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Data Analytics Is About More than FDD

Data analytics go beyond Fault detection analytics to address a range of financial and organizational needs.
John Petze

John Petze
Partner and Co-Founder
SkyFoundry

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In our fast-paced world, we often look for simple definitions of new technologies. Mention the term “analytics,” and many people will immediately think – “Fault Detection – analytics is used to detect faulty operation of equipment systems.” While FDD is an important use of analytics, it’s not the only one. Organizations that embrace the full capabilities of true data analytics are able to address a range of financial and organizational needs faced in operating and maintaining facilities and equipment systems and move to data-driven facility management.

FDD is one subset

FDD is one subset of the overall capabilities provided by data analytics.
This image shows fault patterns as timelines

Automatically Tracking and Reporting Key Performance Indicators – KPI’s

Data means different things to different people in an organization. Managers responsible for tracking and ensuring operational performance and meeting financial goals need to be able to quickly and easily see key performance indicators and their trends over time. Analytics provides continuous calculation of KPI’s and presentation of KPI’s data in a range of formats and report types. Examples of common KPI’s include:

Image showing typical KPI's

Image showing typical KPI’s visualized as bubble charts and bar charts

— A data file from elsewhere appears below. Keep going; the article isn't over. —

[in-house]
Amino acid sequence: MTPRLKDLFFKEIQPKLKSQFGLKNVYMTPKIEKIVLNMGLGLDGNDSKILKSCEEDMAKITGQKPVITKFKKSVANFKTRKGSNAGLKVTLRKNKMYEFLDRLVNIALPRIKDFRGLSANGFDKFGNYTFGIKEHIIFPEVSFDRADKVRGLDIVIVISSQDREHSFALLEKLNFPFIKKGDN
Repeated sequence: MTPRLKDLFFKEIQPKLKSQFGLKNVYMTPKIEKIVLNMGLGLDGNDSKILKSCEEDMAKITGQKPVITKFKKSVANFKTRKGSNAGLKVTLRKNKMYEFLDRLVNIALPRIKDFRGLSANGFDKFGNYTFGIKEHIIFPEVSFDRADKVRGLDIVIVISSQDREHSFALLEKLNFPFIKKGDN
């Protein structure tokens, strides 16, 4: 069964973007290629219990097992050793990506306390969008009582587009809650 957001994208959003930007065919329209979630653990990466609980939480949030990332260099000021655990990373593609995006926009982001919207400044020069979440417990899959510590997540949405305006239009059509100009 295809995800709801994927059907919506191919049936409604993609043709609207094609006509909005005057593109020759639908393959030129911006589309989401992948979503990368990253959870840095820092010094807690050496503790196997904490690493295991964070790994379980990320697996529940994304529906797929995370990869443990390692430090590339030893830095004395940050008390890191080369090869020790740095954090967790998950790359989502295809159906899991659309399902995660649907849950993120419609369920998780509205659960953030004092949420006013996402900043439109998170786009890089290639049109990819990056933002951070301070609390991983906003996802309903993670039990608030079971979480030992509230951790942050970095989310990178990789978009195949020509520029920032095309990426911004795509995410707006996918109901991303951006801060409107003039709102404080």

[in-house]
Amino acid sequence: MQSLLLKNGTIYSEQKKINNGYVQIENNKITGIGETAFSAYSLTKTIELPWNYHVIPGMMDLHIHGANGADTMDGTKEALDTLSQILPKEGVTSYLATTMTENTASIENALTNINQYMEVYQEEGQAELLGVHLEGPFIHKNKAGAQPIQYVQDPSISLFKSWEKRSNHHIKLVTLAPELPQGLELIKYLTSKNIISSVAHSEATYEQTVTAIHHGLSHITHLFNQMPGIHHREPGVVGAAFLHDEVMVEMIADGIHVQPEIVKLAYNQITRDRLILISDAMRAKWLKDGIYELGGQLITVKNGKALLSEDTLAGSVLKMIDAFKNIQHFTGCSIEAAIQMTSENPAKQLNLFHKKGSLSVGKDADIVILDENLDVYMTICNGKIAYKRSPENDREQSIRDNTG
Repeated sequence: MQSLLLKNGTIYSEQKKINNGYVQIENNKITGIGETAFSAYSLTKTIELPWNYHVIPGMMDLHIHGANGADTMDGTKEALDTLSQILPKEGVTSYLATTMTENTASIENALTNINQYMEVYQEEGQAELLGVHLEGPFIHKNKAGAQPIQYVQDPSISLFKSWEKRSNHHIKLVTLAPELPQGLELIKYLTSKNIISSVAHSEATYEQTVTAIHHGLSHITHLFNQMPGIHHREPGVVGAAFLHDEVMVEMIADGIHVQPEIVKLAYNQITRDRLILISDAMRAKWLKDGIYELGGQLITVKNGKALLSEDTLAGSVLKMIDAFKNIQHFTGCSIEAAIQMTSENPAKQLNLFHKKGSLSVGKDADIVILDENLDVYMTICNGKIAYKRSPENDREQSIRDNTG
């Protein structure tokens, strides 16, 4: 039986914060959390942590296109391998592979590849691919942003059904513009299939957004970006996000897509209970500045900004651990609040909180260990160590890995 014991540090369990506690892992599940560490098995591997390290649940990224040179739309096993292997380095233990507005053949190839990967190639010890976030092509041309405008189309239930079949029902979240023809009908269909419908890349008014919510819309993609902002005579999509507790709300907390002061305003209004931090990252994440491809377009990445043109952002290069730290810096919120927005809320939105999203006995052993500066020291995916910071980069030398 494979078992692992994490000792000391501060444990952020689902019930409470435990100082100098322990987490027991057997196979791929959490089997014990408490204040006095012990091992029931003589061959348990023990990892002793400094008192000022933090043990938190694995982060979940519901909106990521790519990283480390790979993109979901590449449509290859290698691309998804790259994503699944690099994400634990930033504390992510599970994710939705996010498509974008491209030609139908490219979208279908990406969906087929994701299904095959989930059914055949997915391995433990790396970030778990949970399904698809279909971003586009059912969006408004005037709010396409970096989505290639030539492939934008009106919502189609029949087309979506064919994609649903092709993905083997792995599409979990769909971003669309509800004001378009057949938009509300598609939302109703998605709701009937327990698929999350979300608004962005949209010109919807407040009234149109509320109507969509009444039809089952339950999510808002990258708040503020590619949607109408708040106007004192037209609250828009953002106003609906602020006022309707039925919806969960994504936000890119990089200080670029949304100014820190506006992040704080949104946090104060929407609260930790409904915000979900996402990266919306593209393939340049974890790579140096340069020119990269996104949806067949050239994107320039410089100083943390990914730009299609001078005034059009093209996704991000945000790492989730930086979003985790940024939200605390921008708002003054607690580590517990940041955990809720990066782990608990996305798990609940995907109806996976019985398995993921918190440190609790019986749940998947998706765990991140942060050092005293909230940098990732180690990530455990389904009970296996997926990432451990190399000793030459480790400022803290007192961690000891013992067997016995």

Energy Analysis and Reporting

Energy data is commonly used with analytics software. The key to creating value, though is what you can do with it.

One common challenge is that energy data comes from many different sources and is stored in many different locations and formats. For example, you might have a smart meter provided by the utility, submeters connected to a Building Automation System, or years of historical energy data stored in files, along with tariff rate information on hardcopy paper. Once all of this energy data is brought together in a unified format, operators can easily view, compare and analyze energy performance, no matter what the original source or format of the data was.

Typical benefits include:

And, on the subject of reporting, many operators get benefit from automatically posting energy data to Energy Star Portfolio Manager, eliminating hours of manual effort that is required to meet regulations for energy reporting in many jurisdictions.

Typical cost

Image showing correlation of energy consumption and demand (line charts) with
tariff-based cost calculations (bar charts)

Confirming and Reporting Proper Operation

Analytics isn’t just used to find things that are wrong. An important application of analytics is to confirm that systems are operating as expected, investments are achieving expected results, and reporting that information to the appropriate users in formats that meet their needs. Reporting could require export of analytic results and KPI’s in a neutral format like Microsoft® Excel™, or automatically delivering formatted PDF documents that include informative graphics, charts, views presenting summaries of performance KPI’s and analytic results.